With that the three left. Prisoner 29387 A dragging between the two assistants. The gunshot rang out shortly after. How many? Hundreds. Rick known as prisoner 28125 A saw hundreds if not thousands die in that camp. He survived.


    “...And you say this person left before you answered the door?” queried the stranger as they made their way into the office
    “Yes, sir.” Rick replied.
    “How did you know he was drunk?”
    “I don't. Really. I just assumed, who but a drunk would be out on a night like this?”
    “Yes. Who?” Said the officer. “So you and your wife decided to make coffee and a meal?”
    “She was so upset, we needed to do something to calm her down.”
    “What about the cameras I saw coming in?” the officer asked.
    “I don't think those even work, any more. They are mostly for show.”
    “Show” the officer said.
    Another voice interrupted. “Sir, there is another call, sir. A stranger walking after curfew about a half a mile from here.”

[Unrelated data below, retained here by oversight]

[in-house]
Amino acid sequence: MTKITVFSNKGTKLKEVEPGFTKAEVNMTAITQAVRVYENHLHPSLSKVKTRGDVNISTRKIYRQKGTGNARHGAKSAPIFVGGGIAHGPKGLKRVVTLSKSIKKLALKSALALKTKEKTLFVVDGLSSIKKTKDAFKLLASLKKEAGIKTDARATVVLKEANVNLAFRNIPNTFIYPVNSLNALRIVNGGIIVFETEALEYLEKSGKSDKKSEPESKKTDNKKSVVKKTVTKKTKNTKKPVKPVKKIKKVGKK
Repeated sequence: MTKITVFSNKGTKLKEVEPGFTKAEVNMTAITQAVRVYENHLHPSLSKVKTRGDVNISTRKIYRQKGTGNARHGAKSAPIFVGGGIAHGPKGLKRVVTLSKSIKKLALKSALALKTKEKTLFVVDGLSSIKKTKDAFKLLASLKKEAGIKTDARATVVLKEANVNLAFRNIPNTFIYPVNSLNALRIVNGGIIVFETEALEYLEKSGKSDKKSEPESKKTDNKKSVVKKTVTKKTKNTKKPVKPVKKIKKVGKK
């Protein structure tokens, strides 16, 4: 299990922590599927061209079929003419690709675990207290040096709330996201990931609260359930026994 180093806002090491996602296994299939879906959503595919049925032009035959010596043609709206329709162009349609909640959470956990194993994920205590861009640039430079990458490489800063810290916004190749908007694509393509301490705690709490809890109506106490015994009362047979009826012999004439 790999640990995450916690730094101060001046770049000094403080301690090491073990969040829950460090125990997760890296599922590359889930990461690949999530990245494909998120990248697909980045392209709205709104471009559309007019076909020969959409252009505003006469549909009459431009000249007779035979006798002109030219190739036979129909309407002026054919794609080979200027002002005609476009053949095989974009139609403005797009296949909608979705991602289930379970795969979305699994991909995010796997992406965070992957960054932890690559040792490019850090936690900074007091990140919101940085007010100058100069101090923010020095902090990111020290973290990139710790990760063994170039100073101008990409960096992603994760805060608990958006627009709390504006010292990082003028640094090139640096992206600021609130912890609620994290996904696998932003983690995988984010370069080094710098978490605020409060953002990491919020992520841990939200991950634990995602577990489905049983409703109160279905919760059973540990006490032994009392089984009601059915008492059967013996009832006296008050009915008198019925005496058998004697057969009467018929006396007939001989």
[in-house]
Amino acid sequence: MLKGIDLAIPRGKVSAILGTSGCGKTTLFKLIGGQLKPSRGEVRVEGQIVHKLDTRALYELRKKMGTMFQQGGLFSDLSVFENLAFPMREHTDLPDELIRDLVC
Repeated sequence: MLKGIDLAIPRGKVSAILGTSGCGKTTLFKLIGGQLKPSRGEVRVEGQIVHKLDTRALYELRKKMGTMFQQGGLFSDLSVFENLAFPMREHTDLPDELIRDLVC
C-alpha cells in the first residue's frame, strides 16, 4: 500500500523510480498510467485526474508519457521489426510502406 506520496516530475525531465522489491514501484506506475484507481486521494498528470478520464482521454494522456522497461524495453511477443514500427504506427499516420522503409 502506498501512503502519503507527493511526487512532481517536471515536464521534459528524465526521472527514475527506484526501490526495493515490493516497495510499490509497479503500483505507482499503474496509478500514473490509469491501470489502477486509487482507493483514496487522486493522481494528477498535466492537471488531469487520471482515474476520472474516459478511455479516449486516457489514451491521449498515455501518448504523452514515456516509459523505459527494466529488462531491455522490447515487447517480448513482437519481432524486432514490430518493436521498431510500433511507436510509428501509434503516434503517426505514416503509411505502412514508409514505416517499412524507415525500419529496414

“Maybe our drunk?”
    “Maybe, sir.” the other officer replied.
    With that the officers left. Mark and his wife closed and locked the front door, and returned to the office, where they found Rick, behind the bookcase, standing with a cup of coffee in one hand, empty plate in the other, Eyes closed, almost silently chanting, “I am not here. I am not here. I am not...”


    “Rick! Wake up, bro. They are gone.”
    Mark turned down the light further and Rick took his seat. The trio staring at each other. Sip coffee. Stare. Eat a little something. Stare. Sip. Stare. Finally Rick continued.


    “Remember. These aren't re-education camps. They are death camps. Prisoners are worked to death, starved to death, beaten to death, tortured to death, and sometimes just for the hell of it, guards will just kill someone for no reason at all. Either way, nobody makes it out of these camps alive. That is why you have never seen one of these tattoos.”